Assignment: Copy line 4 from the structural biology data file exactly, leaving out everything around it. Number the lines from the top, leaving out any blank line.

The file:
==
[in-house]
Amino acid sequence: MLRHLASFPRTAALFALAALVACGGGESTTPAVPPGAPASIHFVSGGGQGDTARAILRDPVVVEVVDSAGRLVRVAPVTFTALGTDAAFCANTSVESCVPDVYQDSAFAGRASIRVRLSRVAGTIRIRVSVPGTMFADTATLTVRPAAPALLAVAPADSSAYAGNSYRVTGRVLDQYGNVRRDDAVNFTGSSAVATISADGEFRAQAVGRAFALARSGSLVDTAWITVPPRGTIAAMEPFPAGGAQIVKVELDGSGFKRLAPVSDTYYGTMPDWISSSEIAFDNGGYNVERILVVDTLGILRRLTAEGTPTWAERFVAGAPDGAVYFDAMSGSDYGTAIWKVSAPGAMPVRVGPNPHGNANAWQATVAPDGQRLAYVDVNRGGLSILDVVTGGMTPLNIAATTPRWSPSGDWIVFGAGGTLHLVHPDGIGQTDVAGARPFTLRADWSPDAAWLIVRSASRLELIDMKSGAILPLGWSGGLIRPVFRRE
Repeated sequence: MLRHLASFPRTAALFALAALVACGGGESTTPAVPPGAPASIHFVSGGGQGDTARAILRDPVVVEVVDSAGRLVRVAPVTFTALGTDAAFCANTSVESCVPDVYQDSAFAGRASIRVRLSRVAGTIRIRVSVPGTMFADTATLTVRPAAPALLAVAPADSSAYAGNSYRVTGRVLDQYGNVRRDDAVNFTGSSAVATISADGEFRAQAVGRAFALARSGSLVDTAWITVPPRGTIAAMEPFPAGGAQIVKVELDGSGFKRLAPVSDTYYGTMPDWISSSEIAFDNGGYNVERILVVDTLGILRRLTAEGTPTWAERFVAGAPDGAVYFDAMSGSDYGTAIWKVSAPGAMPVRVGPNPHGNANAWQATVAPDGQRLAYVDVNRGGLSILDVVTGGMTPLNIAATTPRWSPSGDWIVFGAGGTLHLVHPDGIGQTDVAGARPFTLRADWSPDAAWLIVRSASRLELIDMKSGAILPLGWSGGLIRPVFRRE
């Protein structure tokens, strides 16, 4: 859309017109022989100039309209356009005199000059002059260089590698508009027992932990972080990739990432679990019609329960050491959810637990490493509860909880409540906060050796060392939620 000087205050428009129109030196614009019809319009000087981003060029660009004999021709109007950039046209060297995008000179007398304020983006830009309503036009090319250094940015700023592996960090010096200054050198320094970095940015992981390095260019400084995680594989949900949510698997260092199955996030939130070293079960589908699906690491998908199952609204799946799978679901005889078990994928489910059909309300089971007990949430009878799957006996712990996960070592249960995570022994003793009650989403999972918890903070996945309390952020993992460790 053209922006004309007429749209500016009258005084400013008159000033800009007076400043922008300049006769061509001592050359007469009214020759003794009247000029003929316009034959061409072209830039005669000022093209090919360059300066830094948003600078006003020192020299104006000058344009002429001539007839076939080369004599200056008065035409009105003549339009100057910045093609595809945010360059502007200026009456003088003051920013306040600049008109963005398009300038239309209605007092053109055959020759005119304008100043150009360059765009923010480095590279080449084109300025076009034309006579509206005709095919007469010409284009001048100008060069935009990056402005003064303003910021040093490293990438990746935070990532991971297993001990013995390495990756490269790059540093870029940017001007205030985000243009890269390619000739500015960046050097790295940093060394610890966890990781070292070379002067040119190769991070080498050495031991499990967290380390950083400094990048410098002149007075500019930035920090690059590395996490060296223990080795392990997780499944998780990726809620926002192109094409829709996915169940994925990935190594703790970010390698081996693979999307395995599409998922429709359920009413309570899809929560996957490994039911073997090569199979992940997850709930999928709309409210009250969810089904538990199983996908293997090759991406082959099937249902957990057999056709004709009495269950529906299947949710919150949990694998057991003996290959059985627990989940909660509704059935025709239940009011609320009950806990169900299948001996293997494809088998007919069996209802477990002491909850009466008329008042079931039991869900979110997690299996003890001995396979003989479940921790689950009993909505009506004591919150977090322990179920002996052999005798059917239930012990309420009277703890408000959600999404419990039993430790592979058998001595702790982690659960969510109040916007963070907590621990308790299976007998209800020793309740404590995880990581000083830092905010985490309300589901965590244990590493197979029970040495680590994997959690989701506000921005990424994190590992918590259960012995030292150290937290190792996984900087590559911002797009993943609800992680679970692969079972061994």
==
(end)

């Protein structure tokens, strides 16, 4: 859309017109022989100039309209356009005199000059002059260089590698508009027992932990972080990739990432679990019609329960050491959810637990490493509860909880409540906060050796060392939620 000087205050428009129109030196614009019809319009000087981003060029660009004999021709109007950039046209060297995008000179007398304020983006830009309503036009090319250094940015700023592996960090010096200054050198320094970095940015992981390095260019400084995680594989949900949510698997260092199955996030939130070293079960589908699906690491998908199952609204799946799978679901005889078990994928489910059909309300089971007990949430009878799957006996712990996960070592249960995570022994003793009650989403999972918890903070996945309390952020993992460790 053209922006004309007429749209500016009258005084400013008159000033800009007076400043922008300049006769061509001592050359007469009214020759003794009247000029003929316009034959061409072209830039005669000022093209090919360059300066830094948003600078006003020192020299104006000058344009002429001539007839076939080369004599200056008065035409009105003549339009100057910045093609595809945010360059502007200026009456003088003051920013306040600049008109963005398009300038239309209605007092053109055959020759005119304008100043150009360059765009923010480095590279080449084109300025076009034309006579509206005709095919007469010409284009001048100008060069935009990056402005003064303003910021040093490293990438990746935070990532991971297993001990013995390495990756490269790059540093870029940017001007205030985000243009890269390619000739500015960046050097790295940093060394610890966890990781070292070379002067040119190769991070080498050495031991499990967290380390950083400094990048410098002149007075500019930035920090690059590395996490060296223990080795392990997780499944998780990726809620926002192109094409829709996915169940994925990935190594703790970010390698081996693979999307395995599409998922429709359920009413309570899809929560996957490994039911073997090569199979992940997850709930999928709309409210009250969810089904538990199983996908293997090759991406082959099937249902957990057999056709004709009495269950529906299947949710919150949990694998057991003996290959059985627990989940909660509704059935025709239940009011609320009950806990169900299948001996293997494809088998007919069996209802477990002491909850009466008329008042079931039991869900979110997690299996003890001995396979003989479940921790689950009993909505009506004591919150977090322990179920002996052999005798059917239930012990309420009277703890408000959600999404419990039993430790592979058998001595702790982690659960969510109040916007963070907590621990308790299976007998209800020793309740404590995880990581000083830092905010985490309300589901965590244990590493197979029970040495680590994997959690989701506000921005990424994190590992918590259960012995030292150290937290190792996984900087590559911002797009993943609800992680679970692969079972061994």